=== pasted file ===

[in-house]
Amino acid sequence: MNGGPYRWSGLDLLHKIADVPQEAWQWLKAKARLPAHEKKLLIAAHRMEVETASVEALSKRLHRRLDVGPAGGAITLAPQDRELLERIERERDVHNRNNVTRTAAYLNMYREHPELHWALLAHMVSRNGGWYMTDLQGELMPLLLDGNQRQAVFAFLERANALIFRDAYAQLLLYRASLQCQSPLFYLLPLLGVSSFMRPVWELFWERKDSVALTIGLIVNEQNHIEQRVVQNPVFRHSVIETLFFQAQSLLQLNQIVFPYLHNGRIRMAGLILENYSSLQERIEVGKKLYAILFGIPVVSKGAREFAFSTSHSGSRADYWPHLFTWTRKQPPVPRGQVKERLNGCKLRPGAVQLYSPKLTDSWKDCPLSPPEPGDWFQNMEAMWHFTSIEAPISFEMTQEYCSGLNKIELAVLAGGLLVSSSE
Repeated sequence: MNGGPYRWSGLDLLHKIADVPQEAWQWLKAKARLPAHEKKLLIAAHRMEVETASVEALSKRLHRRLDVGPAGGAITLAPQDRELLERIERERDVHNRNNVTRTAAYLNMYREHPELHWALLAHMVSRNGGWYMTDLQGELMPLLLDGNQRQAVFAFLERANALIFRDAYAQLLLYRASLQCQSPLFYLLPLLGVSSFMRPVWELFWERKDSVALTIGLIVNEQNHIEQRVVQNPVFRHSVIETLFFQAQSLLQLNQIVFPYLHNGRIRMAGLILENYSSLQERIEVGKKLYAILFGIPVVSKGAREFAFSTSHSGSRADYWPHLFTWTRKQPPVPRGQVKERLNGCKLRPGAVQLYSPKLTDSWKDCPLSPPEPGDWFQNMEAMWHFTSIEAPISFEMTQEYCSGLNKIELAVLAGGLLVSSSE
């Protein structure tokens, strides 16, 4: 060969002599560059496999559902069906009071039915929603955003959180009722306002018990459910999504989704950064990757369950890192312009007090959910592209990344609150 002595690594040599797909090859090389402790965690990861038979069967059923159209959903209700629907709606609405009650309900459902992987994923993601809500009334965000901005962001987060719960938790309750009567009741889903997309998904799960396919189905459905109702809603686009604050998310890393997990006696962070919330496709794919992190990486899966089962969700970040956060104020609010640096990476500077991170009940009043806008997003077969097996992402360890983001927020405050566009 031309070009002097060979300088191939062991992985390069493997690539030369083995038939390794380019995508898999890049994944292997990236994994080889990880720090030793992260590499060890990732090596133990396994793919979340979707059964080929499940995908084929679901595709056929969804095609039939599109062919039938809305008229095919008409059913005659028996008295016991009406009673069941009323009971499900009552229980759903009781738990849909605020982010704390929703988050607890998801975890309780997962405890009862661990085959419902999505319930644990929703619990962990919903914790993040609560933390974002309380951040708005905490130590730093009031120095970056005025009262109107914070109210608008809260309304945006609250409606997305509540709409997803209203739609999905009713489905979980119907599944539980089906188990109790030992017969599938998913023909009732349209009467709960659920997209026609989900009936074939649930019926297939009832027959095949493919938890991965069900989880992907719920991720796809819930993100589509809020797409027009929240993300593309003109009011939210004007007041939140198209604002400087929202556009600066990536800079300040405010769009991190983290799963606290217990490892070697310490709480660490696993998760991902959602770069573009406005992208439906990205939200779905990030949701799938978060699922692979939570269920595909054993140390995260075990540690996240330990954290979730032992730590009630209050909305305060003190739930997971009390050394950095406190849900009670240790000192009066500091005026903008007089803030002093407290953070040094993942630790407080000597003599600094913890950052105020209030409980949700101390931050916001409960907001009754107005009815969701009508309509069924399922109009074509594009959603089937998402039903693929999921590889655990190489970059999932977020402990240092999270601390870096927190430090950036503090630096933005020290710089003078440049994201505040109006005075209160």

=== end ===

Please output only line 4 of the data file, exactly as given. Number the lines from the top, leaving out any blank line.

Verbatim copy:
């Protein structure tokens, strides 16, 4: 060969002599560059496999559902069906009071039915929603955003959180009722306002018990459910999504989704950064990757369950890192312009007090959910592209990344609150 002595690594040599797909090859090389402790965690990861038979069967059923159209959903209700629907709606609405009650309900459902992987994923993601809500009334965000901005962001987060719960938790309750009567009741889903997309998904799960396919189905459905109702809603686009604050998310890393997990006696962070919330496709794919992190990486899966089962969700970040956060104020609010640096990476500077991170009940009043806008997003077969097996992402360890983001927020405050566009 031309070009002097060979300088191939062991992985390069493997690539030369083995038939390794380019995508898999890049994944292997990236994994080889990880720090030793992260590499060890990732090596133990396994793919979340979707059964080929499940995908084929679901595709056929969804095609039939599109062919039938809305008229095919008409059913005659028996008295016991009406009673069941009323009971499900009552229980759903009781738990849909605020982010704390929703988050607890998801975890309780997962405890009862661990085959419902999505319930644990929703619990962990919903914790993040609560933390974002309380951040708005905490130590730093009031120095970056005025009262109107914070109210608008809260309304945006609250409606997305509540709409997803209203739609999905009713489905979980119907599944539980089906188990109790030992017969599938998913023909009732349209009467709960659920997209026609989900009936074939649930019926297939009832027959095949493919938890991965069900989880992907719920991720796809819930993100589509809020797409027009929240993300593309003109009011939210004007007041939140198209604002400087929202556009600066990536800079300040405010769009991190983290799963606290217990490892070697310490709480660490696993998760991902959602770069573009406005992208439906990205939200779905990030949701799938978060699922692979939570269920595909054993140390995260075990540690996240330990954290979730032992730590009630209050909305305060003190739930997971009390050394950095406190849900009670240790000192009066500091005026903008007089803030002093407290953070040094993942630790407080000597003599600094913890950052105020209030409980949700101390931050916001409960907001009754107005009815969701009508309509069924399922109009074509594009959603089937998402039903693929999921590889655990190489970059999932977020402990240092999270601390870096927190430090950036503090630096933005020290710089003078440049994201505040109006005075209160």